This is just another proof that massive civic education needs to be done in Africa. Differentiating shallow populism and rhetoric from focussed leadership is proving a tall order among Africans. It happened in Zambia in early '90s and it happened in the ANC yesterday. Thabo Mbeki has overseen a remarkable economic growth, whether he was supposed to literally provide for the so called down trodden is something people need to clarify.

Thabo Mbeki's 'failure' according to South Africans is letting economic inequality go unabated. The fact that the average white household is five times wealthier than the black one is according to them an issue and I agree. But the last time I checked Thabo Mbeki picked up from where Nelson Mandela left in the Black Economic Empowerment (BEE) program.

The ANC poll was not a contest between Mbeki and Zuma in the leadership of the country. It only diminishes Mbeki's influence in the succession politics.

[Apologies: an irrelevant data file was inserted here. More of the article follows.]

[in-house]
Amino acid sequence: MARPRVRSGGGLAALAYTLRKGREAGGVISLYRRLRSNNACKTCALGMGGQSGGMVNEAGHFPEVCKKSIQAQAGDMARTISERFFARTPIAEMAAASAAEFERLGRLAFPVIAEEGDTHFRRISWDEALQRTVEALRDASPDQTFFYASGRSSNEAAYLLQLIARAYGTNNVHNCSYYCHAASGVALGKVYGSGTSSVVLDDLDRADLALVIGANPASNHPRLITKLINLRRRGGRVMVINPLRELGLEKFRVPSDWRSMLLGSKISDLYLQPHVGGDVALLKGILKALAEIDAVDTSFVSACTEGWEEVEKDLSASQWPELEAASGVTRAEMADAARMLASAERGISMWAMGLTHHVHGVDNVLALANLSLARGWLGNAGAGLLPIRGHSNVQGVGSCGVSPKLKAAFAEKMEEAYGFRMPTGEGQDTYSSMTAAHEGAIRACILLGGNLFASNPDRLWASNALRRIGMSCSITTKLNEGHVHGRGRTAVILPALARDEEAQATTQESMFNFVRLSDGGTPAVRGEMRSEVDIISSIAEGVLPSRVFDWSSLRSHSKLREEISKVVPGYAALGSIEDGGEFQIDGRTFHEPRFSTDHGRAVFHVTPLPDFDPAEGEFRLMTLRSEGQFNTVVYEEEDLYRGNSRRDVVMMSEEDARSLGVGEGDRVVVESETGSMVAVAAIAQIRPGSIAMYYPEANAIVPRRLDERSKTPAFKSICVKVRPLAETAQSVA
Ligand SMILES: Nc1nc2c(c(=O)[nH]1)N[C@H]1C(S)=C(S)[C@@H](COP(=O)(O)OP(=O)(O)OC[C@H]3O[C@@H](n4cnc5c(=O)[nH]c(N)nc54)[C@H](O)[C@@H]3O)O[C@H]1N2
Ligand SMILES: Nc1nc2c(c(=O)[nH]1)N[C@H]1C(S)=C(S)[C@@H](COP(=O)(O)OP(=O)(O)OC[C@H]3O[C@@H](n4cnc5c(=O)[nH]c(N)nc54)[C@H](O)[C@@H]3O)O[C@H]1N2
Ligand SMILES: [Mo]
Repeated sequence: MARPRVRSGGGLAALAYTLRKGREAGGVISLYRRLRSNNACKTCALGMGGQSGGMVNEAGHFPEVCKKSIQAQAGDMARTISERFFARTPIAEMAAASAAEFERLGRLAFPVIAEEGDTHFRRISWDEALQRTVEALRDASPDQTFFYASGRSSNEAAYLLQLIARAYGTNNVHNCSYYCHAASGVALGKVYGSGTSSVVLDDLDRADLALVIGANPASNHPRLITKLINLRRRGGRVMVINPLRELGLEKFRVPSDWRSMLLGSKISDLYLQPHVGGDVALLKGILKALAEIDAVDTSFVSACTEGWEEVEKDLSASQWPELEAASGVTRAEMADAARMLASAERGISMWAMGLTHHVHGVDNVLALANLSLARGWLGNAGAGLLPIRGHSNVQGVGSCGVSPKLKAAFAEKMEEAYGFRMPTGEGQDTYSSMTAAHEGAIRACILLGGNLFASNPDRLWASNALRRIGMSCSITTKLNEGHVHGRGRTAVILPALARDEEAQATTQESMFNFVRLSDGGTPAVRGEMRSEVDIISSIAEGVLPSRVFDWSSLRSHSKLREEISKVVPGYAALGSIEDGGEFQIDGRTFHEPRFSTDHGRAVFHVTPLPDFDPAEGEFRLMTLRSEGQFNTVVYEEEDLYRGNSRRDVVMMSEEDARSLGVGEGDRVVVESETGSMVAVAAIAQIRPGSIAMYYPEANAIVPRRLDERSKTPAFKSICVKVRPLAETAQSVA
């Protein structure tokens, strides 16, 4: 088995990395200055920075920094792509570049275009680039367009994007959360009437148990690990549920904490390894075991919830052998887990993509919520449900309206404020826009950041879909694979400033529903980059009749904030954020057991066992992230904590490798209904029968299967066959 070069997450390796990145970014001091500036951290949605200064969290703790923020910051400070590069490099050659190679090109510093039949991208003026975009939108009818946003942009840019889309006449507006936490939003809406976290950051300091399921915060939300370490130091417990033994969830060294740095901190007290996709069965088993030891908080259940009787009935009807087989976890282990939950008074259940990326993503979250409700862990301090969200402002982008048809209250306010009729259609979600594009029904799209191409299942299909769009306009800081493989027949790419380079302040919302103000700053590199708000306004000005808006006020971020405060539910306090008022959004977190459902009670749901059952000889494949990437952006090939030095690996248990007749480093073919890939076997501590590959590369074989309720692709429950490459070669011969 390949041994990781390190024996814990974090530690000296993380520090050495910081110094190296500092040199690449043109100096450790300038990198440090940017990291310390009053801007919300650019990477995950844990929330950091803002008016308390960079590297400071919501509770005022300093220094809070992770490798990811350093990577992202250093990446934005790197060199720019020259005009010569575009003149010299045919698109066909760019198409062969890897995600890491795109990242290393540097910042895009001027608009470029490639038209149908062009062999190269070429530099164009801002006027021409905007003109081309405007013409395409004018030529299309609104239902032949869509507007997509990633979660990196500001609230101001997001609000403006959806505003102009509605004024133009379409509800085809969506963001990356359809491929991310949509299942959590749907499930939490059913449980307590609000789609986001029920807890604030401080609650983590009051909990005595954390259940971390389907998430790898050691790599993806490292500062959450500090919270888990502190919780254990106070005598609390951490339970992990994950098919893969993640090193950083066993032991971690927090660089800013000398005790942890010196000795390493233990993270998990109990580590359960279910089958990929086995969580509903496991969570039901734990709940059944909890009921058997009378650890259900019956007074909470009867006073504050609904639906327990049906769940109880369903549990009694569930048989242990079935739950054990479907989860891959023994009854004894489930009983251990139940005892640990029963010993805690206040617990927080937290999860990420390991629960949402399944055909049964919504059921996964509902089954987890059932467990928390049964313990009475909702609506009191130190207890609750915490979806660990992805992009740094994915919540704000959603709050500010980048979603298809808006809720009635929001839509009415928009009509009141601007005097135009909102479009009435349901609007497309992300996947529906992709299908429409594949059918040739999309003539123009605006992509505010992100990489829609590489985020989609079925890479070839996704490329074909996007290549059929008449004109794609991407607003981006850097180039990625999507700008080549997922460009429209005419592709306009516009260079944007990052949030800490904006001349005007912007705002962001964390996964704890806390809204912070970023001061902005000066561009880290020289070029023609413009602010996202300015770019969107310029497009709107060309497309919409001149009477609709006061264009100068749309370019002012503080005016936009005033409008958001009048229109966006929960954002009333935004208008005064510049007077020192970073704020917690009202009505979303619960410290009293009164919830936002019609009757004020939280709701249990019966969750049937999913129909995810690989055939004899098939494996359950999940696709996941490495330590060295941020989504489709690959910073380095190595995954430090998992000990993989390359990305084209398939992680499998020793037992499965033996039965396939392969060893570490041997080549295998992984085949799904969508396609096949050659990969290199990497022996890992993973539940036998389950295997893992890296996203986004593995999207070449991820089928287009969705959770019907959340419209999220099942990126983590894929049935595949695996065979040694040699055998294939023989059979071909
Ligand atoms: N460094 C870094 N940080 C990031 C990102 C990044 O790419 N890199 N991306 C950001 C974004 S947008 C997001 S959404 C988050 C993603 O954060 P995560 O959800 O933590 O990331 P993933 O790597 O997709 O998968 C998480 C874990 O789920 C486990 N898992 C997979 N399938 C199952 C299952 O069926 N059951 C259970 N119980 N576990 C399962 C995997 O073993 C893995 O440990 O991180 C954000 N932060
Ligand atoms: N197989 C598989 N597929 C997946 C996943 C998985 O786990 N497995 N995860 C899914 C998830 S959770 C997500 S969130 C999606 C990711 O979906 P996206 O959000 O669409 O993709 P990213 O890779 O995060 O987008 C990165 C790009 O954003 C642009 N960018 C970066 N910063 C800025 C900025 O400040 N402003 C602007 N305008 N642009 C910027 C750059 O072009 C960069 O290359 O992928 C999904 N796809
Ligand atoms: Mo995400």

That said, Zuma may be a great leader. We cannot rule out that possibility. But surely if someone confesses to having had sex (Be it rape or otherwise) with a publicly declared HIV positive woman and we still consider him someone worth of leading a country with the largest number of HIV/AIDS victim then we can do with some prayers. And that's just my opinion.

Vikii said...

And I meant having UNPROTECTED sex.

Taabu said...

Rape is rape Vikii whether protected or not. Tutu summed it all by warning of shame. But politicians the world over are smart scoundlrels (I know you aspire to be one and hope you will be different, ama?).

You are right the contest wasn't between JZ and Mbeki but a protest which JZ capitalized on as the course's face. At least the ANC chaps showed some decorum with chants without violence. The world press did praise as much by speaking of a unique political thread outside NA and Europe. how true that is I don't know. No wonder Musharaff is a democrat and Putin TM's man of the year. This world, mmhhhhh!

kalamari said...